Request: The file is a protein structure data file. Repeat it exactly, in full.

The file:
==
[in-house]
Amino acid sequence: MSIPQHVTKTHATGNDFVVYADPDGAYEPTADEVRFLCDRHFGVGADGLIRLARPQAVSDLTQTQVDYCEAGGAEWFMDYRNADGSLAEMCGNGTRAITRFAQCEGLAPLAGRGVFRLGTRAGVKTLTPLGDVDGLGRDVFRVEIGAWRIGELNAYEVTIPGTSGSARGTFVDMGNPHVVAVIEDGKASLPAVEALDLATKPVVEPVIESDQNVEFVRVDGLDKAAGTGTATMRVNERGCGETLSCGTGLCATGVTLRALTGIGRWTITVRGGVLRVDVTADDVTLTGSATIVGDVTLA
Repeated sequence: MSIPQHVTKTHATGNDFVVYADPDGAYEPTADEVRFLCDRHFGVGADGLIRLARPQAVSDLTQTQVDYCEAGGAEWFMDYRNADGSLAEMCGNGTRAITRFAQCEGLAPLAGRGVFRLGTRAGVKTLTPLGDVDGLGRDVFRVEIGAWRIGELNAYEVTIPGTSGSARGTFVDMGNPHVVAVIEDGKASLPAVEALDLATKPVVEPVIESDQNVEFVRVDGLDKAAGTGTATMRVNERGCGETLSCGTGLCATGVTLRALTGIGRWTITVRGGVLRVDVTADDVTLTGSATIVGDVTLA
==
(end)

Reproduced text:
[in-house]
Amino acid sequence: MSIPQHVTKTHATGNDFVVYADPDGAYEPTADEVRFLCDRHFGVGADGLIRLARPQAVSDLTQTQVDYCEAGGAEWFMDYRNADGSLAEMCGNGTRAITRFAQCEGLAPLAGRGVFRLGTRAGVKTLTPLGDVDGLGRDVFRVEIGAWRIGELNAYEVTIPGTSGSARGTFVDMGNPHVVAVIEDGKASLPAVEALDLATKPVVEPVIESDQNVEFVRVDGLDKAAGTGTATMRVNERGCGETLSCGTGLCATGVTLRALTGIGRWTITVRGGVLRVDVTADDVTLTGSATIVGDVTLA
Repeated sequence: MSIPQHVTKTHATGNDFVVYADPDGAYEPTADEVRFLCDRHFGVGADGLIRLARPQAVSDLTQTQVDYCEAGGAEWFMDYRNADGSLAEMCGNGTRAITRFAQCEGLAPLAGRGVFRLGTRAGVKTLTPLGDVDGLGRDVFRVEIGAWRIGELNAYEVTIPGTSGSARGTFVDMGNPHVVAVIEDGKASLPAVEALDLATKPVVEPVIESDQNVEFVRVDGLDKAAGTGTATMRVNERGCGETLSCGTGLCATGVTLRALTGIGRWTITVRGGVLRVDVTADDVTLTGSATIVGDVTLA